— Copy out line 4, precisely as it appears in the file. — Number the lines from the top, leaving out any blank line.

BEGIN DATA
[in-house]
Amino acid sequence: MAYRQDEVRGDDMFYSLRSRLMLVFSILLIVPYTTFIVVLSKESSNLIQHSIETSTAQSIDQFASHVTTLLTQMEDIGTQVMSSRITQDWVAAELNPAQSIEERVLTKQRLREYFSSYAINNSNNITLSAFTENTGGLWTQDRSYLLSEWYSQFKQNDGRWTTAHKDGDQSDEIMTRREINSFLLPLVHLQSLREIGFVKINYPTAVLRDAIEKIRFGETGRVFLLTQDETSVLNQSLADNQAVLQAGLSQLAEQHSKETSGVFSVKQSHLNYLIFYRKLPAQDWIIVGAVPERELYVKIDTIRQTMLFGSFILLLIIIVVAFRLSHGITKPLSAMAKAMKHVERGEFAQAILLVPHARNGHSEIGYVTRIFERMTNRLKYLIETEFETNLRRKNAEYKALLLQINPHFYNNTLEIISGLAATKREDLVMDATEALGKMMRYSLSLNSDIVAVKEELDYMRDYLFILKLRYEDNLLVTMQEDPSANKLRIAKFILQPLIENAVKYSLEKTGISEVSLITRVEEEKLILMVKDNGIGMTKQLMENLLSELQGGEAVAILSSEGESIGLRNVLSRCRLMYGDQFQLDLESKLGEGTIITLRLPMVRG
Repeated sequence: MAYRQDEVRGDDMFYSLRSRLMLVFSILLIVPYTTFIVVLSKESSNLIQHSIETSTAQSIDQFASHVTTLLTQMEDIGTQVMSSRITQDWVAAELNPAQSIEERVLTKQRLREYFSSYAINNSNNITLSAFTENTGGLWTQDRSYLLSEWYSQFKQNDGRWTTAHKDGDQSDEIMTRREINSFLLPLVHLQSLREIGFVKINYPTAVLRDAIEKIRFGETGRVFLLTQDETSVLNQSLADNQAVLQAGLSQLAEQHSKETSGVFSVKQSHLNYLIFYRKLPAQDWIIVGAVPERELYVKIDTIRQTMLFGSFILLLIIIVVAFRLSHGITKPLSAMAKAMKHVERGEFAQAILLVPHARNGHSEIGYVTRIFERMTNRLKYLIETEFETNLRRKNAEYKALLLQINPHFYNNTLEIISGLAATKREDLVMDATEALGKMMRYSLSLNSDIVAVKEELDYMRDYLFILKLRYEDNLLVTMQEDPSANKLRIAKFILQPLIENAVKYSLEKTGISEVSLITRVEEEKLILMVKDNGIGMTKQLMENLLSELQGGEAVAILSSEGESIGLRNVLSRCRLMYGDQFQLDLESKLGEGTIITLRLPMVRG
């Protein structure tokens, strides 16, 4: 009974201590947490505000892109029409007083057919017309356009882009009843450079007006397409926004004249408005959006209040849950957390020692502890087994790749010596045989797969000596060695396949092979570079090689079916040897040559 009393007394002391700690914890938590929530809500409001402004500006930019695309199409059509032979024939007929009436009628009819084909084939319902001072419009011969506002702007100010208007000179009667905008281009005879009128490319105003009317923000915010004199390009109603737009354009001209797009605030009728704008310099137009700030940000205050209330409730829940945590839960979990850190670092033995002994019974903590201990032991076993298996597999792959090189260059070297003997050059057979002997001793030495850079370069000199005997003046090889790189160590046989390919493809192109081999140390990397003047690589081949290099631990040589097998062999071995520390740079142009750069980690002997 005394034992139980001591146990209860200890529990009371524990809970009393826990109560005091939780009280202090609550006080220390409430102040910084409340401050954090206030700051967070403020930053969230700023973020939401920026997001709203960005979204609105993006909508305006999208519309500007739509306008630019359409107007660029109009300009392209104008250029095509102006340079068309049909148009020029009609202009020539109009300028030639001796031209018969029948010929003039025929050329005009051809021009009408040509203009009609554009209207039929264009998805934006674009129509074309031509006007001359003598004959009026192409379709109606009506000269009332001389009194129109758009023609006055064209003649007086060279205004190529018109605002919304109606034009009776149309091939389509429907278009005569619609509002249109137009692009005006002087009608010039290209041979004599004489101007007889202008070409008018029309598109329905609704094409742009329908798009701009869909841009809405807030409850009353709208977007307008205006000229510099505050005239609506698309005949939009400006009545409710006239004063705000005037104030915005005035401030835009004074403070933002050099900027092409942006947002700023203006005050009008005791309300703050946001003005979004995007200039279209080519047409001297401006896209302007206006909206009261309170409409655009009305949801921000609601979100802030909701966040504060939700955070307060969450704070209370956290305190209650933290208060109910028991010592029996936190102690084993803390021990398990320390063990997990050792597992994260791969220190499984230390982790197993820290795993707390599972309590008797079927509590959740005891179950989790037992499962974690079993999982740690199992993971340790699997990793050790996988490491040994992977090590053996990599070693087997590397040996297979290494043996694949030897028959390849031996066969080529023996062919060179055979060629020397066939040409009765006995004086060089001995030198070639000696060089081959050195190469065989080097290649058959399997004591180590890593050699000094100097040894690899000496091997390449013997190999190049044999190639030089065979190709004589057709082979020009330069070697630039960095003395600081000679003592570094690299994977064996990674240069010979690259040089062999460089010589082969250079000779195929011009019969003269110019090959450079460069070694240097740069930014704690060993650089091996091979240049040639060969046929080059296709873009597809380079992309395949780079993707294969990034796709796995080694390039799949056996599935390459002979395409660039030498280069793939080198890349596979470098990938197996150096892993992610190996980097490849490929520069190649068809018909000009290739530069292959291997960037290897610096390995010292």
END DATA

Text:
């Protein structure tokens, strides 16, 4: 009974201590947490505000892109029409007083057919017309356009882009009843450079007006397409926004004249408005959006209040849950957390020692502890087994790749010596045989797969000596060695396949092979570079090689079916040897040559 009393007394002391700690914890938590929530809500409001402004500006930019695309199409059509032979024939007929009436009628009819084909084939319902001072419009011969506002702007100010208007000179009667905008281009005879009128490319105003009317923000915010004199390009109603737009354009001209797009605030009728704008310099137009700030940000205050209330409730829940945590839960979990850190670092033995002994019974903590201990032991076993298996597999792959090189260059070297003997050059057979002997001793030495850079370069000199005997003046090889790189160590046989390919493809192109081999140390990397003047690589081949290099631990040589097998062999071995520390740079142009750069980690002997 005394034992139980001591146990209860200890529990009371524990809970009393826990109560005091939780009280202090609550006080220390409430102040910084409340401050954090206030700051967070403020930053969230700023973020939401920026997001709203960005979204609105993006909508305006999208519309500007739509306008630019359409107007660029109009300009392209104008250029095509102006340079068309049909148009020029009609202009020539109009300028030639001796031209018969029948010929003039025929050329005009051809021009009408040509203009009609554009209207039929264009998805934006674009129509074309031509006007001359003598004959009026192409379709109606009506000269009332001389009194129109758009023609006055064209003649007086060279205004190529018109605002919304109606034009009776149309091939389509429907278009005569619609509002249109137009692009005006002087009608010039290209041979004599004489101007007889202008070409008018029309598109329905609704094409742009329908798009701009869909841009809405807030409850009353709208977007307008205006000229510099505050005239609506698309005949939009400006009545409710006239004063705000005037104030915005005035401030835009004074403070933002050099900027092409942006947002700023203006005050009008005791309300703050946001003005979004995007200039279209080519047409001297401006896209302007206006909206009261309170409409655009009305949801921000609601979100802030909701966040504060939700955070307060969450704070209370956290305190209650933290208060109910028991010592029996936190102690084993803390021990398990320390063990997990050792597992994260791969220190499984230390982790197993820290795993707390599972309590008797079927509590959740005891179950989790037992499962974690079993999982740690199992993971340790699997990793050790996988490491040994992977090590053996990599070693087997590397040996297979290494043996694949030897028959390849031996066969080529023996062919060179055979060629020397066939040409009765006995004086060089001995030198070639000696060089081959050195190469065989080097290649058959399997004591180590890593050699000094100097040894690899000496091997390449013997190999190049044999190639030089065979190709004589057709082979020009330069070697630039960095003395600081000679003592570094690299994977064996990674240069010979690259040089062999460089010589082969250079000779195929011009019969003269110019090959450079460069070694240097740069930014704690060993650089091996091979240049040639060969046929080059296709873009597809380079992309395949780079993707294969990034796709796995080694390039799949056996599935390459002979395409660039030498280069793939080198890349596979470098990938197996150096892993992610190996980097490849490929520069190649068809018909000009290739530069292959291997960037290897610096390995010292």